“West Side Story” Rumbles On Palm Canyon Stage


Jack Lyons Theatre & Film Critic

It’s always a good sign when a theatre has a sold out house on opening night.  There was no doubt whatsoever that the audience at the Palm Canyon Theatre got their money’s worth and more, last Friday.  When you combine the genius of:  music by Leonard Bernstein, lyrics by Stephen Sondheim, book by Arthur Laurents (with a giant assist from William Shakespeare), and inspiration by original stage director Jerome Robbins, you have a recipe for success which PCT’s  director Steve Fisher borrows and then infuses into his talented cast.

“West Side Story” burst onto the Broadway stage in 1957 running for almost 800 performances, and was successfully made into a movie in 1962 with Natalie Wood and Richard Beymer playing the star-crossed lovers Tony and Maria.   Ironically, in the movie version neither of the young actors sang their own songs.   However, the Broadway production made musical theatre stars of Larry Kert and Carole Lawrence for their Tony and Maria portrayals.

The timeless story of young lovers Tony (nicely played and wonderfully sung by Anthony Nannini) and Maria (Chloe Marcotte, the beautiful young soprano with a lovely range), is freely adapted from Shakespeare’s 16th century tale of Romeo and Juliet.  The story follows the Bard’s model except the story is now set in New York’s upper west side during the 1950’s.  It’s a time of rival gangs – Puerto Ricans (Sharks) and white ethnics (Jets) who cruise each other’s territory in an effort to establish supremacy over the neighborhood.

Tony, a former leader of the Jets meets and falls in love with Maria, the sister of Bernardo, the leader of the Sharks, at a high school neighborhood dance.  Each faction has its members who are eager to pick fights.  When the two rival gangs finally agree to a ‘rumble’ (an all out fight) Tony, who has been secretly meeting Maria unintentionally kills her brother Bernardo while defending Riff (Eric Bradley) his best friend.  This sets the story of romance on its inevitable star-crossed and fatal journey.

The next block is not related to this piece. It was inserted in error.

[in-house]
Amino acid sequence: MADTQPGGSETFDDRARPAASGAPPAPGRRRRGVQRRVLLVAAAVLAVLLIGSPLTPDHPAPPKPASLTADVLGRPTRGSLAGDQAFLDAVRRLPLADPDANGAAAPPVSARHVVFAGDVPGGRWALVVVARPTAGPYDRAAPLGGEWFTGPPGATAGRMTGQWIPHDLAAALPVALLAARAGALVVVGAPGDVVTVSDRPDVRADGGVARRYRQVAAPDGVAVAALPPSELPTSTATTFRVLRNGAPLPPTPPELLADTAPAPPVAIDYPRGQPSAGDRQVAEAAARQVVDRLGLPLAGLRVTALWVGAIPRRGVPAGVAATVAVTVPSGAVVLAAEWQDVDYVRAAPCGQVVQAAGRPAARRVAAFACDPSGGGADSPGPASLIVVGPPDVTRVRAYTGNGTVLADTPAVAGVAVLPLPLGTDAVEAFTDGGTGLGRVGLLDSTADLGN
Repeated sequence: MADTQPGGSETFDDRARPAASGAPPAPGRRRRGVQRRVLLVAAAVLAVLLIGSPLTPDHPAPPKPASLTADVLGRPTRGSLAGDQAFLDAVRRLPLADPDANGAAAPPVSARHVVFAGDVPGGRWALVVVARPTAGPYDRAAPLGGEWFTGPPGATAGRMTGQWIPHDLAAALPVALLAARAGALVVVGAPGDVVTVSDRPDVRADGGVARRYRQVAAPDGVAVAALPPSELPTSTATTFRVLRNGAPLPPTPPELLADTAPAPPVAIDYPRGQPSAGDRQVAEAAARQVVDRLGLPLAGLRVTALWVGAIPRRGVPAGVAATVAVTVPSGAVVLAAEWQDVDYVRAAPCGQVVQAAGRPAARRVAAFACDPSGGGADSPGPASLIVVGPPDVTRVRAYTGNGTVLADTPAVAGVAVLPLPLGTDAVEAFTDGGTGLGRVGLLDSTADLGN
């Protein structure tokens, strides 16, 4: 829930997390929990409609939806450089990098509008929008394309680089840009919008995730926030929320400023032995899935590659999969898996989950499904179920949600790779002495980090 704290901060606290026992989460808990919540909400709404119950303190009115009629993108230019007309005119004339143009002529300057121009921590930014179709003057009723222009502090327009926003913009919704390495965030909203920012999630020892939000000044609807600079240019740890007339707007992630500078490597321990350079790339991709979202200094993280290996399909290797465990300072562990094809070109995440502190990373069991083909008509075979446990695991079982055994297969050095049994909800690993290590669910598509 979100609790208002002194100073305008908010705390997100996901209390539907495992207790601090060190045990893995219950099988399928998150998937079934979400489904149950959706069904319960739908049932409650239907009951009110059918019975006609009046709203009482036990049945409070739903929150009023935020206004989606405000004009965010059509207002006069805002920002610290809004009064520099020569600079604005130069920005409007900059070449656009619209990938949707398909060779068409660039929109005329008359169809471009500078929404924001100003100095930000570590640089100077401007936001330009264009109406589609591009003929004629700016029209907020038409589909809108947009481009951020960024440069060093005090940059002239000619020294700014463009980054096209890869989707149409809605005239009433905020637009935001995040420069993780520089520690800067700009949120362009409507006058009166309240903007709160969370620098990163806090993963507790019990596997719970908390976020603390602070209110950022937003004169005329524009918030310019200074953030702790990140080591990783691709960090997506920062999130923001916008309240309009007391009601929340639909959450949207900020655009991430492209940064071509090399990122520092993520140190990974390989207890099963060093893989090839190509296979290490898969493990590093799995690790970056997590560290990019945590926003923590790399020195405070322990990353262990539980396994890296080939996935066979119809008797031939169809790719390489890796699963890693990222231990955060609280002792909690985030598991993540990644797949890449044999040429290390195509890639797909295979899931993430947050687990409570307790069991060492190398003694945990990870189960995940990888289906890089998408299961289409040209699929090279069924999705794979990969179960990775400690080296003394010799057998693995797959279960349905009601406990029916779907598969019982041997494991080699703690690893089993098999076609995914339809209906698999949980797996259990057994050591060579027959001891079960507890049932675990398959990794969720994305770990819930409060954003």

Director Fisher has wisely allowed his young and athletic performers free rein in creating exciting dance and powerful acting moments.   There so many songs from the pens of Bernstein and Sondheim that came from this show.  The anticipation in “Something’s Coming” by Tony beautifully sets up the audience for what is to follow.  The haunting love song “Maria”, almost spiritual in tone, takes everyone back to their youth and first loves.  “America”, sung by Anita (a fiery but compassionate Allegra Angelo) and the Puerto Rican girl friends of Maria, is a very clever riff on the differences of living in Puerto Rico vs. the shores of New York city (Ah, those clever and brilliant lyrics from Sondheim), while the now classic “Tonight” sung by Tony and Maria is a wonderful Act One closing number.

The Ballet Sequence, in Act Two, and the haunting “Somewhere”, by Maria, along with the “Procession and Nightmare” number are cleverly staged and dreamily executed by the company.  However not all the songs are dreamy or dramatic by a long shot. The “Gee, Officer Krupke” spot sung by the Jets is an appropriate bawdy poke-in-the-eye song.   Director Fisher and choreographer Se Layne have very cleverly orchestrated the energy and talent of each cast member to maximize the overall impact of this energetic production.

With 30 in the cast it’s difficult to list them all but there are performances that standout.   Anthony Nannini as Tony and Chloe Marcotte as Maria, have both captured the essence of their roles and have excellent onstage chemistry.  Allegra Angelo as Anita, has the right bite, sass, and compassion as Maria’s confidante.  Eric Bradley’s Riff, leader of the Jets, and Daryl Roth’s Bernardo, leader of the Sharks, perform their roles with conviction, power and grace, and Andrea Bellato as Anybodys, brings lots of energy to her ‘I want-to-be-one-of-the-boys’ role.

In the technical department, the choreography of Se Layne shows off the raw energy and power of both male and female dancers to their best advantage.  The set design by resident designer-wizard JW Layne faithfully recreates an upper west side neighborhood that provides room for the dancing and fighting, both of which are creatively staged and effectively performed.   Musical Director David McLaughlin, has selected some of the best tracks in matching the cast to the music, and Stuart A. Fabel’s lighting design lends the right mood to the overall production.

“West Side Story” at the Palm Canyon Theatre, is an exciting and entertaining evening of theatre.  For ticket information and reservations call 760- 323-5123.


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